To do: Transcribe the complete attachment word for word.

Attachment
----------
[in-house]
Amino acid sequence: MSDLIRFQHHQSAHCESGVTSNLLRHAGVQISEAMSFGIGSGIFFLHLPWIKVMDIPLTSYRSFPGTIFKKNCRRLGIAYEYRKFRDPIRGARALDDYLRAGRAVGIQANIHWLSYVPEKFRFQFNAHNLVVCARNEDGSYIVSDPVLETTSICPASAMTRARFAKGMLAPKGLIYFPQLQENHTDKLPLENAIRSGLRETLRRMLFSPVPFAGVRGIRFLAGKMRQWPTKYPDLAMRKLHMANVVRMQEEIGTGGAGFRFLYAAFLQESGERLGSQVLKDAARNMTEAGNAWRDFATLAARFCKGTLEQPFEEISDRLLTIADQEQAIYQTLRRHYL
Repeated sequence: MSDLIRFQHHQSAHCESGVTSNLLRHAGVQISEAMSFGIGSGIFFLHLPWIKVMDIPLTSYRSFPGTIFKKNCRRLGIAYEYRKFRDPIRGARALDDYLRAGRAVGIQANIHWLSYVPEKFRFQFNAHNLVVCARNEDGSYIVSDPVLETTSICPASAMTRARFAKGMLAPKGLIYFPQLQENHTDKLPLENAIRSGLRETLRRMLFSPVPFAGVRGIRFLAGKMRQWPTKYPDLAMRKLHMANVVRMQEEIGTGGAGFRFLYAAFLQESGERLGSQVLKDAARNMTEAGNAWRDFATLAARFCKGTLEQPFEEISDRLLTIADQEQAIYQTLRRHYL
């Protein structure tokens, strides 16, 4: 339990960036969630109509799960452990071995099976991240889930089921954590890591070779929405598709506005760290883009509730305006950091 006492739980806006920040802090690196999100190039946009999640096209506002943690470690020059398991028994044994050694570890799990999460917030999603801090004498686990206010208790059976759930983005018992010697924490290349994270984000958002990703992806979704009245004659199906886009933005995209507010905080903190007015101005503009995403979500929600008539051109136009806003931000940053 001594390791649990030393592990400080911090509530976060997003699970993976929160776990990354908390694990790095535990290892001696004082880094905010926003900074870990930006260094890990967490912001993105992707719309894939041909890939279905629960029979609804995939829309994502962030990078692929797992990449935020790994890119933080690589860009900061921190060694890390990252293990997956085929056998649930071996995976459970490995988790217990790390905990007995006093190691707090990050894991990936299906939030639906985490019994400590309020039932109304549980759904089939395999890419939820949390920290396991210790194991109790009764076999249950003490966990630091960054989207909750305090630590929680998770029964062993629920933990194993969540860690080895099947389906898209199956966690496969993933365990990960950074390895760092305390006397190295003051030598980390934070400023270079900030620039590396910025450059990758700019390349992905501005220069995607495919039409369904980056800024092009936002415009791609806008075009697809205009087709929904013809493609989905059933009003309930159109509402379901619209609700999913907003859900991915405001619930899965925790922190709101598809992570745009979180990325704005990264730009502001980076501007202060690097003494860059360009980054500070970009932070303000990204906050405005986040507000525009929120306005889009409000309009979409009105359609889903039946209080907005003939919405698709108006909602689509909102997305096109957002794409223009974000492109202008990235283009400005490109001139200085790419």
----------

[in-house]
Amino acid sequence: MSDLIRFQHHQSAHCESGVTSNLLRHAGVQISEAMSFGIGSGIFFLHLPWIKVMDIPLTSYRSFPGTIFKKNCRRLGIAYEYRKFRDPIRGARALDDYLRAGRAVGIQANIHWLSYVPEKFRFQFNAHNLVVCARNEDGSYIVSDPVLETTSICPASAMTRARFAKGMLAPKGLIYFPQLQENHTDKLPLENAIRSGLRETLRRMLFSPVPFAGVRGIRFLAGKMRQWPTKYPDLAMRKLHMANVVRMQEEIGTGGAGFRFLYAAFLQESGERLGSQVLKDAARNMTEAGNAWRDFATLAARFCKGTLEQPFEEISDRLLTIADQEQAIYQTLRRHYL
Repeated sequence: MSDLIRFQHHQSAHCESGVTSNLLRHAGVQISEAMSFGIGSGIFFLHLPWIKVMDIPLTSYRSFPGTIFKKNCRRLGIAYEYRKFRDPIRGARALDDYLRAGRAVGIQANIHWLSYVPEKFRFQFNAHNLVVCARNEDGSYIVSDPVLETTSICPASAMTRARFAKGMLAPKGLIYFPQLQENHTDKLPLENAIRSGLRETLRRMLFSPVPFAGVRGIRFLAGKMRQWPTKYPDLAMRKLHMANVVRMQEEIGTGGAGFRFLYAAFLQESGERLGSQVLKDAARNMTEAGNAWRDFATLAARFCKGTLEQPFEEISDRLLTIADQEQAIYQTLRRHYL
């Protein structure tokens, strides 16, 4: 339990960036969630109509799960452990071995099976991240889930089921954590890591070779929405598709506005760290883009509730305006950091 006492739980806006920040802090690196999100190039946009999640096209506002943690470690020059398991028994044994050694570890799990999460917030999603801090004498686990206010208790059976759930983005018992010697924490290349994270984000958002990703992806979704009245004659199906886009933005995209507010905080903190007015101005503009995403979500929600008539051109136009806003931000940053 001594390791649990030393592990400080911090509530976060997003699970993976929160776990990354908390694990790095535990290892001696004082880094905010926003900074870990930006260094890990967490912001993105992707719309894939041909890939279905629960029979609804995939829309994502962030990078692929797992990449935020790994890119933080690589860009900061921190060694890390990252293990997956085929056998649930071996995976459970490995988790217990790390905990007995006093190691707090990050894991990936299906939030639906985490019994400590309020039932109304549980759904089939395999890419939820949390920290396991210790194991109790009764076999249950003490966990630091960054989207909750305090630590929680998770029964062993629920933990194993969540860690080895099947389906898209199956966690496969993933365990990960950074390895760092305390006397190295003051030598980390934070400023270079900030620039590396910025450059990758700019390349992905501005220069995607495919039409369904980056800024092009936002415009791609806008075009697809205009087709929904013809493609989905059933009003309930159109509402379901619209609700999913907003859900991915405001619930899965925790922190709101598809992570745009979180990325704005990264730009502001980076501007202060690097003494860059360009980054500070970009932070303000990204906050405005986040507000525009929120306005889009409000309009979409009105359609889903039946209080907005003939919405698709108006909602689509909102997305096109957002794409223009974000492109202008990235283009400005490109001139200085790419």